I cross-posted the blog on the popular progressive blog, Pushing Rope. Well, the story got out. Quick.

First, TBO.com ran the entire post on their website (without Pushing Rope’s consent I might add). Then, the Associated Press (and then Huffington Post) picked up on the story. At least the Associated Press added some new reporting:

The governor’s office, however, said it was an embarrassing mistake. The signature was made by a machine and Crist never saw the letter, said Sterling Ivey, the governor’s press secretary. “We are NOT sharing the DVD with the people of Florida,” Ivey said. “The governor does not support this view. The letter was sent out prior to us reviewing the DVD that was sent.”

But my favorite part is the upset White Reference blog who decries me calling them a bunch of Nazis.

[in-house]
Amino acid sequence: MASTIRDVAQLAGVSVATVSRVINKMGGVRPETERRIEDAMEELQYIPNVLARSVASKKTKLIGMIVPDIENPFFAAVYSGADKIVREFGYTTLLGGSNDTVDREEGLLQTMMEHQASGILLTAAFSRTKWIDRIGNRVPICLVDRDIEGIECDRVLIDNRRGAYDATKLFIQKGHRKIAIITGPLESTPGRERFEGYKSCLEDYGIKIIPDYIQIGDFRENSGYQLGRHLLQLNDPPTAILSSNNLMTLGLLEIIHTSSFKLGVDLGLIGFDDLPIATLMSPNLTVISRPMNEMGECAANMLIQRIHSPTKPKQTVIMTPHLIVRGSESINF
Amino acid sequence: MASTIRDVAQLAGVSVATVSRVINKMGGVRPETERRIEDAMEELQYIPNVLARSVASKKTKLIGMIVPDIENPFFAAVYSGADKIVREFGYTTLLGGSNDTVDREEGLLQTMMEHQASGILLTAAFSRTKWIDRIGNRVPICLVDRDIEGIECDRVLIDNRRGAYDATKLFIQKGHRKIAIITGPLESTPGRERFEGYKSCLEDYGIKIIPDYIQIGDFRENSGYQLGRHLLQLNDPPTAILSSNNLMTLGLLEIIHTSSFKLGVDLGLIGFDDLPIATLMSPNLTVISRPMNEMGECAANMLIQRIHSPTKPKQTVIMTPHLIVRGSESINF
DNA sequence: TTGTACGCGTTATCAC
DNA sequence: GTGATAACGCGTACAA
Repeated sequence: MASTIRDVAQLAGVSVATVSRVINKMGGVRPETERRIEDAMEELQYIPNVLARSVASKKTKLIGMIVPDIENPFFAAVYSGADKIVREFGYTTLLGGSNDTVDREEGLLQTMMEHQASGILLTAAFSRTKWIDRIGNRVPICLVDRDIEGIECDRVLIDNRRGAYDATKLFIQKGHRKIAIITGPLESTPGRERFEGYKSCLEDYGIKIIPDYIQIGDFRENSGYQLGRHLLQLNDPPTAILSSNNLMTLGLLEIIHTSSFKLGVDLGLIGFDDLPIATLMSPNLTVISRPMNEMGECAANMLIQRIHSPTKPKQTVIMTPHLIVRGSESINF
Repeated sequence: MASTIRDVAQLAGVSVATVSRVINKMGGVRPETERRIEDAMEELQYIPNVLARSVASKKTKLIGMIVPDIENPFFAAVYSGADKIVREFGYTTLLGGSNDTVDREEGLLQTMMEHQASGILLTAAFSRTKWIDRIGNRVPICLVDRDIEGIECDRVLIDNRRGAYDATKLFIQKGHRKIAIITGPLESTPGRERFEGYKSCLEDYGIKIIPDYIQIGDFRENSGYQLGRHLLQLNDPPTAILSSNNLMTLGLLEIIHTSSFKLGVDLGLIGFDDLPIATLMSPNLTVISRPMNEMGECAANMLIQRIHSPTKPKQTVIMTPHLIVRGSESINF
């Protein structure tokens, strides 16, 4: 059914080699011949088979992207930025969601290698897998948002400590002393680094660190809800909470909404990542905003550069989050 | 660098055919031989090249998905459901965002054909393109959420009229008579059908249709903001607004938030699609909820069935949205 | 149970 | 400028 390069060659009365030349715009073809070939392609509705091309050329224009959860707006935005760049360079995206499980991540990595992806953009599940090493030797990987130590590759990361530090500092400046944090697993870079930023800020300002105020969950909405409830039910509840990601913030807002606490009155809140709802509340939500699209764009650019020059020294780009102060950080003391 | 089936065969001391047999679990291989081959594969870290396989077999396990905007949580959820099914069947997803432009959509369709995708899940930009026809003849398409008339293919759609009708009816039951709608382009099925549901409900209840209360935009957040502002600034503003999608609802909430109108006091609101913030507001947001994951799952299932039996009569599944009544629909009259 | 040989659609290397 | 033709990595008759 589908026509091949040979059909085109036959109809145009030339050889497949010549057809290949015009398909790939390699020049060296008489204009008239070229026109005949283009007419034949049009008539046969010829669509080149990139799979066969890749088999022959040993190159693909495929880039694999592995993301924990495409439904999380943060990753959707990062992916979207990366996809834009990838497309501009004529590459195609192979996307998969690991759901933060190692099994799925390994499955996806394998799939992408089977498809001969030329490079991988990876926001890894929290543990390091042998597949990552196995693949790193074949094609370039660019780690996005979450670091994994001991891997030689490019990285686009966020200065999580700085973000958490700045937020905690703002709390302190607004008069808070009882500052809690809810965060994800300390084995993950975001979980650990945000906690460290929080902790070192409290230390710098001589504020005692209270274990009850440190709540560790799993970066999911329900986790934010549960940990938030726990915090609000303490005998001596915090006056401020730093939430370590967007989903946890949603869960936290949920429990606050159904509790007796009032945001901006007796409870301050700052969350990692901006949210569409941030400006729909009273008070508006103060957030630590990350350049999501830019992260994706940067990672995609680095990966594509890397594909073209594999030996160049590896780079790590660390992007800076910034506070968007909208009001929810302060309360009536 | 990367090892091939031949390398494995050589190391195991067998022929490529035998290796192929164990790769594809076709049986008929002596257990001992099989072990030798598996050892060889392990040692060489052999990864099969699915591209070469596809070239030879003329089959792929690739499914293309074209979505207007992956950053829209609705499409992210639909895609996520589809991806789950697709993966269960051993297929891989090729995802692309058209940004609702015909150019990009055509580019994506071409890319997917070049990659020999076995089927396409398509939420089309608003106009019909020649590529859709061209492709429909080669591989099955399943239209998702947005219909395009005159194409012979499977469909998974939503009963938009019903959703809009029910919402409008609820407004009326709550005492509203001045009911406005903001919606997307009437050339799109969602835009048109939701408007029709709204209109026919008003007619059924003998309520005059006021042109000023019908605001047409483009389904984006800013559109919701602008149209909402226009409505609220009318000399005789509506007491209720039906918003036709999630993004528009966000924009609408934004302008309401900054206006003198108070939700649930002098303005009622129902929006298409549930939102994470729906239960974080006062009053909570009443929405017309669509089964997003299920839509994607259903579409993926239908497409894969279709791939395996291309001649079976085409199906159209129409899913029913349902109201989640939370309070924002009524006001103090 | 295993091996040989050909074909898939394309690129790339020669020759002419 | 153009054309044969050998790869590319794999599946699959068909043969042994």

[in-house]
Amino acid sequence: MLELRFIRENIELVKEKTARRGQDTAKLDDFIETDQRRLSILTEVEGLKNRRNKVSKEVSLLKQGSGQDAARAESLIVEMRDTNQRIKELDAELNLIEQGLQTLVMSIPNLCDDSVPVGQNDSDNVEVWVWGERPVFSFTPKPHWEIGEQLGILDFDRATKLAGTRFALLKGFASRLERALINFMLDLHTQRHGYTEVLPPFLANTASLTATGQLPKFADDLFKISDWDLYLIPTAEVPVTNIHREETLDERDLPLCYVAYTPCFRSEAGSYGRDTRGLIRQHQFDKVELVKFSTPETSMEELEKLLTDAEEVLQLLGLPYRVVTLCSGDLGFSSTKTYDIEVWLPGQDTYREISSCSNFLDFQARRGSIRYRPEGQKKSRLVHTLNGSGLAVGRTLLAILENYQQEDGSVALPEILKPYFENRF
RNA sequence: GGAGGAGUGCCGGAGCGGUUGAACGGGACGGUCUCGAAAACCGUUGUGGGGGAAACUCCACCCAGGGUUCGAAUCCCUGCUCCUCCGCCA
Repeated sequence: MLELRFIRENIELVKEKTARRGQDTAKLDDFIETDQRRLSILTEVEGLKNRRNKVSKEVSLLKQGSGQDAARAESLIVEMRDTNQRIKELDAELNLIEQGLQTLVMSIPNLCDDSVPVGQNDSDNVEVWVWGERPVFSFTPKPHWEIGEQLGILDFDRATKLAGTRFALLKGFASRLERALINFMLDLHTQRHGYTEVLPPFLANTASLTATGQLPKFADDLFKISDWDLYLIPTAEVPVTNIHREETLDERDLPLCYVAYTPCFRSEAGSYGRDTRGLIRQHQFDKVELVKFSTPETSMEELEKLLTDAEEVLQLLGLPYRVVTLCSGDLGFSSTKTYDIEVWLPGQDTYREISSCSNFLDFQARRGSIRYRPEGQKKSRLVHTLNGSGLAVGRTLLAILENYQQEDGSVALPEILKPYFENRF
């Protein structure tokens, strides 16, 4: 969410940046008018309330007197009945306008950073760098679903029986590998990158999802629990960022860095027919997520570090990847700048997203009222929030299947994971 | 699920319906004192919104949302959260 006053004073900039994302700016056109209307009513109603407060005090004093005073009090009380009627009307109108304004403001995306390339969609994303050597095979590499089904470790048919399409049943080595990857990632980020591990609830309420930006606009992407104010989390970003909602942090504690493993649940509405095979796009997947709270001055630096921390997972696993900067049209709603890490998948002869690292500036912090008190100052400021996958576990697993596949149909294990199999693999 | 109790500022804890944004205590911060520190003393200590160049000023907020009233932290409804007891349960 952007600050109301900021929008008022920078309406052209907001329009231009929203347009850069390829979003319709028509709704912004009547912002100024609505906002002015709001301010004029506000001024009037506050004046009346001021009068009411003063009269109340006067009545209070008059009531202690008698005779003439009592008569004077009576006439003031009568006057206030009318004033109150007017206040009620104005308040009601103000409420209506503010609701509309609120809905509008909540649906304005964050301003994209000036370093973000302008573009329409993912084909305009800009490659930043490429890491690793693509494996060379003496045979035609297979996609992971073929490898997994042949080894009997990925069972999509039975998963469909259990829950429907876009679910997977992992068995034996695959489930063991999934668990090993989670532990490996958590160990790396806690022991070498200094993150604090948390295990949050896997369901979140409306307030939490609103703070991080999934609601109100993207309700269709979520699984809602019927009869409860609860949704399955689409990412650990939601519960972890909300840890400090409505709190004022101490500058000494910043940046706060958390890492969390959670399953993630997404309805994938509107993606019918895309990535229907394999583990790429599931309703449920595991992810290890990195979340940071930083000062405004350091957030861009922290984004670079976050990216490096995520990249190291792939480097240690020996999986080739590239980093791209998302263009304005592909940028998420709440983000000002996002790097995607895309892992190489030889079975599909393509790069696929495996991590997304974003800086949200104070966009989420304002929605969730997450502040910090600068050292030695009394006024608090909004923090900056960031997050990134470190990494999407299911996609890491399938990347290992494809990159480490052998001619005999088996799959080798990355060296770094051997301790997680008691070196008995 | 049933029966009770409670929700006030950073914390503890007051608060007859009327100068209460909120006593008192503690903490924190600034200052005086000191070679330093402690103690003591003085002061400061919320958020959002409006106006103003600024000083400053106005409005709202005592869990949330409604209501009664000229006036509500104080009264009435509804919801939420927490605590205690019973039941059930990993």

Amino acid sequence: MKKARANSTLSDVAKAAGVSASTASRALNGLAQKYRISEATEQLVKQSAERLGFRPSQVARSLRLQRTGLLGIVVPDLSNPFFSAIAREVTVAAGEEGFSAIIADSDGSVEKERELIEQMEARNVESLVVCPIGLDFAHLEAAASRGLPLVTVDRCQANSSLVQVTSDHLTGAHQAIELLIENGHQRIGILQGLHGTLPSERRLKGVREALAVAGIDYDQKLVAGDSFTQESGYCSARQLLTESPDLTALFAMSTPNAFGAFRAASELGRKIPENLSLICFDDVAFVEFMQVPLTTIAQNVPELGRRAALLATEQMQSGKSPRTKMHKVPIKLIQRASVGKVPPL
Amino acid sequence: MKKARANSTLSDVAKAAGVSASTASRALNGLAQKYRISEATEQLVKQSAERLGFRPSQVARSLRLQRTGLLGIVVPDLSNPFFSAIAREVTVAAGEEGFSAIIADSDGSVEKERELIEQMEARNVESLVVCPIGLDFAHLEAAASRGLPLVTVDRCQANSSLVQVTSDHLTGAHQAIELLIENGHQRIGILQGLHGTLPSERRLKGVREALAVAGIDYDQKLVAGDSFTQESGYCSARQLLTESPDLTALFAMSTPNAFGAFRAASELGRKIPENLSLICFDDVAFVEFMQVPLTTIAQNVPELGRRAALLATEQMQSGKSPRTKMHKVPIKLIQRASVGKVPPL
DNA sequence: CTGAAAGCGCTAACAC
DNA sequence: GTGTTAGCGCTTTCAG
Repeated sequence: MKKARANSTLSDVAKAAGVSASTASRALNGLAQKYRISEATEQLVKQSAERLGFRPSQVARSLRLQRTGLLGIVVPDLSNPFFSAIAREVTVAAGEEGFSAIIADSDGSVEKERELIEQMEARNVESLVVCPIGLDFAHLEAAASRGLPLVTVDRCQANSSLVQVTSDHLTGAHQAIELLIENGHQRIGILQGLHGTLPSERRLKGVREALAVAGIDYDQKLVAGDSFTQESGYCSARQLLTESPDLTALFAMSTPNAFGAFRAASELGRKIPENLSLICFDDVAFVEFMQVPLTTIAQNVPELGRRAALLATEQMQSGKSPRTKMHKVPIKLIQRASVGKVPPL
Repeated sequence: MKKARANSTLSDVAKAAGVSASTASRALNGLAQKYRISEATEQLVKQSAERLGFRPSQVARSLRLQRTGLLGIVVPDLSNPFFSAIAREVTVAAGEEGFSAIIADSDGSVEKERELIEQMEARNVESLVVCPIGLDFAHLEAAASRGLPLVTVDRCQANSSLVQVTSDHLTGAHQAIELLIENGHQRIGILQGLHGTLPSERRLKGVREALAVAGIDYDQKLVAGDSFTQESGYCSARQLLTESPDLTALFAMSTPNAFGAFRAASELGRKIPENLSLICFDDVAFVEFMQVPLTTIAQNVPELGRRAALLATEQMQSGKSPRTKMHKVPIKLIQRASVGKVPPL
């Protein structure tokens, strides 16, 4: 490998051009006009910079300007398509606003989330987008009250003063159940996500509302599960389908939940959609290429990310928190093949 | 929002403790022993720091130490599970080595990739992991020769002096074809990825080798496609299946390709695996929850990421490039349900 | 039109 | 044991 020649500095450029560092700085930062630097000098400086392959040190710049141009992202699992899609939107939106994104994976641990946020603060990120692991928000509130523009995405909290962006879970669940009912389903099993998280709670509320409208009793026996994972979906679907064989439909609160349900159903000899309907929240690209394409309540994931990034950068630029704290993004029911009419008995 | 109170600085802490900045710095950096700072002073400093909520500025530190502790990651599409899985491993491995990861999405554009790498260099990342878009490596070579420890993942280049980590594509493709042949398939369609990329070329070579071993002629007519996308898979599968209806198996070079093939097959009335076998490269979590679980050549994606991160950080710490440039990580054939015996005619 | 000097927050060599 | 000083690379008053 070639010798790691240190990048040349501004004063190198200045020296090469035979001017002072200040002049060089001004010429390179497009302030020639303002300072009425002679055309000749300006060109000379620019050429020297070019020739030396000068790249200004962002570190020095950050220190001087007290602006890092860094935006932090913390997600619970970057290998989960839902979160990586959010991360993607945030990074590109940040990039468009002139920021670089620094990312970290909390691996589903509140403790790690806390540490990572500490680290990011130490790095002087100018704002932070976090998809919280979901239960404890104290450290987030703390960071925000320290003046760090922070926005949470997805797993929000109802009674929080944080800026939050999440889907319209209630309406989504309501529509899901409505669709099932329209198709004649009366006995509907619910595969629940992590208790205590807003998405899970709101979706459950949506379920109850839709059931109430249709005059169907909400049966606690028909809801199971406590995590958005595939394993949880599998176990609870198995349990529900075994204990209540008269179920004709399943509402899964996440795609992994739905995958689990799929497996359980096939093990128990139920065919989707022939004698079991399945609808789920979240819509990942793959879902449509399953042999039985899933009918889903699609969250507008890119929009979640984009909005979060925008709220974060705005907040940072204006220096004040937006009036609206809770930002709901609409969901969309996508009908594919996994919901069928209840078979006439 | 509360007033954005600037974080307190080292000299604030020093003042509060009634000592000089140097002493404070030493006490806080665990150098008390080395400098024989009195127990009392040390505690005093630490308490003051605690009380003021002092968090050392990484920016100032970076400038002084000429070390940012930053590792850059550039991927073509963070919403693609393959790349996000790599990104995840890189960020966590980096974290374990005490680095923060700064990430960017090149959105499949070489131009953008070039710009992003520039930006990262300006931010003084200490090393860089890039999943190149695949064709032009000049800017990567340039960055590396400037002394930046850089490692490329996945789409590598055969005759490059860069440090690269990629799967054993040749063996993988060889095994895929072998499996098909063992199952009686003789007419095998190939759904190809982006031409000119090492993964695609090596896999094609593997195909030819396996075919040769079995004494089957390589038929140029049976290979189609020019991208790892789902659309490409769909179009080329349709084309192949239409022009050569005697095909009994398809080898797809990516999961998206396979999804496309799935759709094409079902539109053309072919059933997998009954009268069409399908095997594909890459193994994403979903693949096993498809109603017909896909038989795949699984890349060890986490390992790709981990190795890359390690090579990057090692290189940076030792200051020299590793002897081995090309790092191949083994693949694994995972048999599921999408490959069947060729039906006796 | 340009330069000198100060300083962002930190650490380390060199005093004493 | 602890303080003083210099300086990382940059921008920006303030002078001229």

Hats off, by the way, to the Ybor City Stogie who is the first blogger to find out about the letter.

Behind the News

The last days of a Denver newspaper

I meant to post this e-mail a while back when the Rocky Mountain News closed shop, but it became lost in my inbox. Nonetheless, I still think it’s important for those reporters who have (so far) survived the painful layoffs at their newspapers.

The e-mail is written by a Denver Post reporter in response to a question about how she felt about the Rocky Mountain News‘ demise.

A big thanks to the reporter who forwarded this to me after he became a self-proclaimed member of LOJA — that is Laid-Off Journalists of America

Here’s the e-mail (without any edits):

It’s been an awful month for Denver newspapers. First The Post laid off six managers. Then the rest of us were told our pay/benefits would be cut by an average of 13 percent. Then the Rocky closed. I worked there four years before I came to The Post, and I knew so many of the faces in their photo galleries and videos … very sad.

I’ve never worked as journalist in a town that didn’t have two newspapers — even Iowa City had the Daily Iowan.